John Harsanyi


John Harsanyi

Infobox Scientist
name = John C. Harsanyi



image_size = 180px
birth_date = May 29, 1920
birth_place = Budapest, Hungary
death_date = August 9, 2000
death_place = Berkeley, California, USA
nationality = Hungary
field = Economics
work_institution = University of California, Berkeley Wayne State University Australian National University
alma_mater = Stanford University University of Budapest
doctoral_advisor = Kenneth Arrow
doctoral_students =
known_for = Bayesian games Utilitarian ethics Equilibrium selection
prizes = Nobel Prize in Economics (1994)
religion =
footnotes =

John Charles Harsanyi ( _hu. Harsányi János Károly) (born May 29, 1920 in Budapest, Hungary; died August 9, 2000 in Berkeley, California, United States) was a Hungarian-Australian-American economist and Nobel Memorial Prize in Economic Sciences winner.

He is best known for his contributions to the study of game theory and its application to economics, specifically for his developing the highly innovative analysis of games of incomplete information, so-called Bayesian games. He also made important contributions to the use of game theory and economic reasoning in political and moral philosophy (specifically utilitarian ethics [ [http://emlab.berkeley.edu/facdir/harsanyi.html Economics Faculty Directory ] ] )as well as contributing to the study of equilibrium selection. For his work, he was a co-recipient along with John Nash and Reinhard Selten of the 1994 Nobel Memorial Prize in Economics.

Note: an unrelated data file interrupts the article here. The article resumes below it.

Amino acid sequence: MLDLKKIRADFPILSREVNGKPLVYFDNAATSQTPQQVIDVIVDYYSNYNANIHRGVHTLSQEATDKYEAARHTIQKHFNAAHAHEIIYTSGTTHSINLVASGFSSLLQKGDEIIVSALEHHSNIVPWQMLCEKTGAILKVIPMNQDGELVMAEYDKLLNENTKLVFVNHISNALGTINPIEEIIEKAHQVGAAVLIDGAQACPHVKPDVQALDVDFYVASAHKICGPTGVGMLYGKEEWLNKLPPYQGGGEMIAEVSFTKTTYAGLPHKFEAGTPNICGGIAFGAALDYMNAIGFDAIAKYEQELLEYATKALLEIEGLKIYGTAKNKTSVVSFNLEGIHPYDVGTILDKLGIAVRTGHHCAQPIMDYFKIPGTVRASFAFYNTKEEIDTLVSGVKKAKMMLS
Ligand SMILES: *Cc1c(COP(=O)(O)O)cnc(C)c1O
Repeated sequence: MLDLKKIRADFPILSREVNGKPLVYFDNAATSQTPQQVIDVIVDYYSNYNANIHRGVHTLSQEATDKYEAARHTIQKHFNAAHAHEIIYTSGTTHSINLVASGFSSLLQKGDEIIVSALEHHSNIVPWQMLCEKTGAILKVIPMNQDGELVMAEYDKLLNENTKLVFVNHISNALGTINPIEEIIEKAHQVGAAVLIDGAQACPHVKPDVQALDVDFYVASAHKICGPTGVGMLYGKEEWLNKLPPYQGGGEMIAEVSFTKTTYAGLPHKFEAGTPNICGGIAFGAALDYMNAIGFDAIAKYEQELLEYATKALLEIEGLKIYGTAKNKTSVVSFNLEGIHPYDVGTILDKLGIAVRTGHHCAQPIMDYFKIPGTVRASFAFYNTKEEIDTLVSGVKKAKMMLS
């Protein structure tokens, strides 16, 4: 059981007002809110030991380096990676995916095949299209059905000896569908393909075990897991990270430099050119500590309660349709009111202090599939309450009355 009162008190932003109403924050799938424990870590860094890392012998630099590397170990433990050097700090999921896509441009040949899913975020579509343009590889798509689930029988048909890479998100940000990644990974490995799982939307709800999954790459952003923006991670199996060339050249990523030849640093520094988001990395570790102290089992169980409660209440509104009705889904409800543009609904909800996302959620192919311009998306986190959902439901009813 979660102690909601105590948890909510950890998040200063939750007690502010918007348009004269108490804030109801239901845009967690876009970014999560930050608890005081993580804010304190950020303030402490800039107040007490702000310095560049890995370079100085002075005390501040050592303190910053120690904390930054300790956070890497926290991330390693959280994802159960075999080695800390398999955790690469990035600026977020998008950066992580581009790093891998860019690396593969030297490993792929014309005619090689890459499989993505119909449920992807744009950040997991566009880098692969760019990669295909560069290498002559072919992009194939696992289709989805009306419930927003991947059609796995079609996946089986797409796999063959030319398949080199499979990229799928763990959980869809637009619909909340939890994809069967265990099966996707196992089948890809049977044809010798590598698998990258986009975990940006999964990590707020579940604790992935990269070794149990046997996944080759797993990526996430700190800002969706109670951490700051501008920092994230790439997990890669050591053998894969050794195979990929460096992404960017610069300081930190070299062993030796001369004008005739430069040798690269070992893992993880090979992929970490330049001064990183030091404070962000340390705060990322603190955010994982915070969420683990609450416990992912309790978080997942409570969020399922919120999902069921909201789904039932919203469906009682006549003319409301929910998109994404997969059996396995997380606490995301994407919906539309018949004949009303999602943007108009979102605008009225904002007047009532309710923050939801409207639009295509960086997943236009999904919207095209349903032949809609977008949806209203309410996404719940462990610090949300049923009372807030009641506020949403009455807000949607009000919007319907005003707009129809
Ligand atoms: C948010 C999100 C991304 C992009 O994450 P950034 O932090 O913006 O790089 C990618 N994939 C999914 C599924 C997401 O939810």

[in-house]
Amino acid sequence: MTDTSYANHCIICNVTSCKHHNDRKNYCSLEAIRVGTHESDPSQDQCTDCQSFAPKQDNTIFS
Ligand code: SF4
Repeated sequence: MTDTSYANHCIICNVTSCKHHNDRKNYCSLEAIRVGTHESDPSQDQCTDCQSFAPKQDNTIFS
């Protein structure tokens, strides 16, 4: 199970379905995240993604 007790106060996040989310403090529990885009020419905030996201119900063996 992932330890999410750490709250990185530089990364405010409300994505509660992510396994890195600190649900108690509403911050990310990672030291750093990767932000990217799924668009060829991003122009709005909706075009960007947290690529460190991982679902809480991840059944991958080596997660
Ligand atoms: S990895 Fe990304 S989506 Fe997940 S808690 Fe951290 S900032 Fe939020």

Biography

John C. Harsanyi was born in Budapest, Hungary on May 29, 1920. He attended high school at the Lutheran Gymnasium in Budapest. During high school, became one of the best problem solvers of the KöMaL, the Mathematical and Physical Monthly for Secondary Schools. Founded in 1893, this periodical is generally credited with a large share of Hungarian students' success in mathematics., he also won the first prize in the Eötvös mathematics competition [http://www.versenyvizsga.hu/eng/index.html Eötvös] for high school students. [http://nobelprize.org/nobel_prizes/economics/laureates/1994/harsanyi-autobio.html John C. Harsanyi, "Autobiography"] , in "Les Prix Nobel. The Nobel Prizes 1994", Editor Tore Frängsmyr, [Nobel Foundation] , Stockholm, 1995] Although he wanted to study mathematics and philosophy, his father, who was the owner of a pharmacy, sent him to France in 1939 to enroll in chemical engineering at the University of Lyons. However, because of the start of World War II, Harsanyi returned to Hungary to study pharmacology at the University of Budapest (today: Eötvös Loránd University), earning a diploma in 1944.John A. Weymark (2006), "John Charles Harsanyi", working paper no. 06-W07, Vanderbilt University] As a pharmacology student, Harsanyi escaped conscription into the Hungarian Army which, as a person of Jewish descent, would have meant forced labor. However, in 1944 (after the fall of the Horthy regime and the seizure of power by the Arrow Cross Party) his military deferment was cancelled and he was compelled to join a forced labor unit on the Eastern Front. [http://www.haas.berkeley.edu/news/harsanyi.html "Nobel Laureate John C. Harsanyi, UC Berkeley economist and game theory pioneer, dies at 80"] , "HAAS News", UC at Berkeley] After seven months of forced labor, when the Nazi authorities decided to deport his unit to a concentration camp in Austria, John Harsanyi managed to escape and found sanctuary for the rest of the war in a Jesuit monastery. [ [http://www.jewishvirtuallibrary.org/jsource/biography/harsanyi.html "John Harsanyi (1920-2000)" by Ariel Scheib] , Jewish Virtual Library"]